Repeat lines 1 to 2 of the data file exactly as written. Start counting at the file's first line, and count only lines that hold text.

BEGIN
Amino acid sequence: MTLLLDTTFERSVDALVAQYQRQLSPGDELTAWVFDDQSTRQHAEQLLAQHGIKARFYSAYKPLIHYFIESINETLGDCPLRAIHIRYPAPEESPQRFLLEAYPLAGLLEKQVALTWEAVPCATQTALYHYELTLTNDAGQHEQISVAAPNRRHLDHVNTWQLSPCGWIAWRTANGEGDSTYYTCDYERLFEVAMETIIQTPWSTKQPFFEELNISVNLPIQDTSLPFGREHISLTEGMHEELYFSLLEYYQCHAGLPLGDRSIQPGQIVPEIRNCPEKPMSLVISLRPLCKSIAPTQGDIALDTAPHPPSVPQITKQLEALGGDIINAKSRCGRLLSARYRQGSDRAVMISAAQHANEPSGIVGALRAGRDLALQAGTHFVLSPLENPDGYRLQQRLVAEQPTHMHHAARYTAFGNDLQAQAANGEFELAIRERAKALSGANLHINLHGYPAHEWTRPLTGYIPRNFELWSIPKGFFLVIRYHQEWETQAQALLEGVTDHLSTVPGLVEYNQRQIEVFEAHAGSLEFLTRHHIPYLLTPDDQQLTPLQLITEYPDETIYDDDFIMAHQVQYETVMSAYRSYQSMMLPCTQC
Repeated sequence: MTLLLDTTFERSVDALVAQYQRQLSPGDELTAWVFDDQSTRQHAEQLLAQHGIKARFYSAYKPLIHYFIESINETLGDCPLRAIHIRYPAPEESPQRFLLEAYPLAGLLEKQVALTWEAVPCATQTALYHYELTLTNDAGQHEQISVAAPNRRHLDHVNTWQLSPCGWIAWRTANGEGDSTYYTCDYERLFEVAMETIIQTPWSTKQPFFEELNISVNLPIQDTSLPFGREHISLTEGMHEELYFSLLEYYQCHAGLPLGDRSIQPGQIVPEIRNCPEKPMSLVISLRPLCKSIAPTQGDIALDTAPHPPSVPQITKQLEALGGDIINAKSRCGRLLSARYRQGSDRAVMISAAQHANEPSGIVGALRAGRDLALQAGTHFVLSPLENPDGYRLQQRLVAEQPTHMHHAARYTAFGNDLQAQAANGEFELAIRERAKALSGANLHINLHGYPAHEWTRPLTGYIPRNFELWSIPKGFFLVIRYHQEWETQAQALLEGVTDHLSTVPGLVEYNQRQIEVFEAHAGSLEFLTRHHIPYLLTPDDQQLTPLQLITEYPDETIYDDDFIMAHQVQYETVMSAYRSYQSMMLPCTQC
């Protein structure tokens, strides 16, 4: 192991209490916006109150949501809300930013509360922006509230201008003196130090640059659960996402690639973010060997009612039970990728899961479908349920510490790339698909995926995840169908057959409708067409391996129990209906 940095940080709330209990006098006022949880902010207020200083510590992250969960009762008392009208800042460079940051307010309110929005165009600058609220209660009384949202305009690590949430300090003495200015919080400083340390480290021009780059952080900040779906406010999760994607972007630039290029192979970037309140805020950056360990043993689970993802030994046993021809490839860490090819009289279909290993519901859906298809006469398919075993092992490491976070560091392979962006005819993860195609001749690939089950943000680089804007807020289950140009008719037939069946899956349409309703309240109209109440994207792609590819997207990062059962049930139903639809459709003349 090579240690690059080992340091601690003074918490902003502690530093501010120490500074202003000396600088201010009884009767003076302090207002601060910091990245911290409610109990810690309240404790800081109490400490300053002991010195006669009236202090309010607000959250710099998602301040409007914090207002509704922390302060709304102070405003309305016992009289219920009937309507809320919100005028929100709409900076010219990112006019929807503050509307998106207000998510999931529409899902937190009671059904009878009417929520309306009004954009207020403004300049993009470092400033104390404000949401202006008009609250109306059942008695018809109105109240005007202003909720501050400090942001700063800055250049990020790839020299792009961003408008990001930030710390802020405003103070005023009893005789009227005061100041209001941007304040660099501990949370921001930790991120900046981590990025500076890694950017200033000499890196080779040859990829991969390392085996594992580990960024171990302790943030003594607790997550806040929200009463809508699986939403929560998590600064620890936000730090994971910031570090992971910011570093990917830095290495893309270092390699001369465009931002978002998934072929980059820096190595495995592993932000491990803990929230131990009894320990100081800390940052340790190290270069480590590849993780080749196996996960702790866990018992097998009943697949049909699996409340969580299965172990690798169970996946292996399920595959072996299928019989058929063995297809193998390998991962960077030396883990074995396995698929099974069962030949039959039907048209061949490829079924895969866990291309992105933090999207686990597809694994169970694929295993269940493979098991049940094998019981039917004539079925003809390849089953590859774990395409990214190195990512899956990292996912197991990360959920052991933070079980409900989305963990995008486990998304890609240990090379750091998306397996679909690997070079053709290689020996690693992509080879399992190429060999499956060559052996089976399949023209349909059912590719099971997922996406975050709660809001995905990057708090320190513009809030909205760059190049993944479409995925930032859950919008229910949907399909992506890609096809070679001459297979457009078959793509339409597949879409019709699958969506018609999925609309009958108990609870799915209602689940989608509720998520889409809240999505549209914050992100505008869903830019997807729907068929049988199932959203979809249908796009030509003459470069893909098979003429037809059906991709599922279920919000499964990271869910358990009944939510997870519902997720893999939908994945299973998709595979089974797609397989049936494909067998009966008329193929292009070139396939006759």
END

Amino acid sequence: MTLLLDTTFERSVDALVAQYQRQLSPGDELTAWVFDDQSTRQHAEQLLAQHGIKARFYSAYKPLIHYFIESINETLGDCPLRAIHIRYPAPEESPQRFLLEAYPLAGLLEKQVALTWEAVPCATQTALYHYELTLTNDAGQHEQISVAAPNRRHLDHVNTWQLSPCGWIAWRTANGEGDSTYYTCDYERLFEVAMETIIQTPWSTKQPFFEELNISVNLPIQDTSLPFGREHISLTEGMHEELYFSLLEYYQCHAGLPLGDRSIQPGQIVPEIRNCPEKPMSLVISLRPLCKSIAPTQGDIALDTAPHPPSVPQITKQLEALGGDIINAKSRCGRLLSARYRQGSDRAVMISAAQHANEPSGIVGALRAGRDLALQAGTHFVLSPLENPDGYRLQQRLVAEQPTHMHHAARYTAFGNDLQAQAANGEFELAIRERAKALSGANLHINLHGYPAHEWTRPLTGYIPRNFELWSIPKGFFLVIRYHQEWETQAQALLEGVTDHLSTVPGLVEYNQRQIEVFEAHAGSLEFLTRHHIPYLLTPDDQQLTPLQLITEYPDETIYDDDFIMAHQVQYETVMSAYRSYQSMMLPCTQC
Repeated sequence: MTLLLDTTFERSVDALVAQYQRQLSPGDELTAWVFDDQSTRQHAEQLLAQHGIKARFYSAYKPLIHYFIESINETLGDCPLRAIHIRYPAPEESPQRFLLEAYPLAGLLEKQVALTWEAVPCATQTALYHYELTLTNDAGQHEQISVAAPNRRHLDHVNTWQLSPCGWIAWRTANGEGDSTYYTCDYERLFEVAMETIIQTPWSTKQPFFEELNISVNLPIQDTSLPFGREHISLTEGMHEELYFSLLEYYQCHAGLPLGDRSIQPGQIVPEIRNCPEKPMSLVISLRPLCKSIAPTQGDIALDTAPHPPSVPQITKQLEALGGDIINAKSRCGRLLSARYRQGSDRAVMISAAQHANEPSGIVGALRAGRDLALQAGTHFVLSPLENPDGYRLQQRLVAEQPTHMHHAARYTAFGNDLQAQAANGEFELAIRERAKALSGANLHINLHGYPAHEWTRPLTGYIPRNFELWSIPKGFFLVIRYHQEWETQAQALLEGVTDHLSTVPGLVEYNQRQIEVFEAHAGSLEFLTRHHIPYLLTPDDQQLTPLQLITEYPDETIYDDDFIMAHQVQYETVMSAYRSYQSMMLPCTQC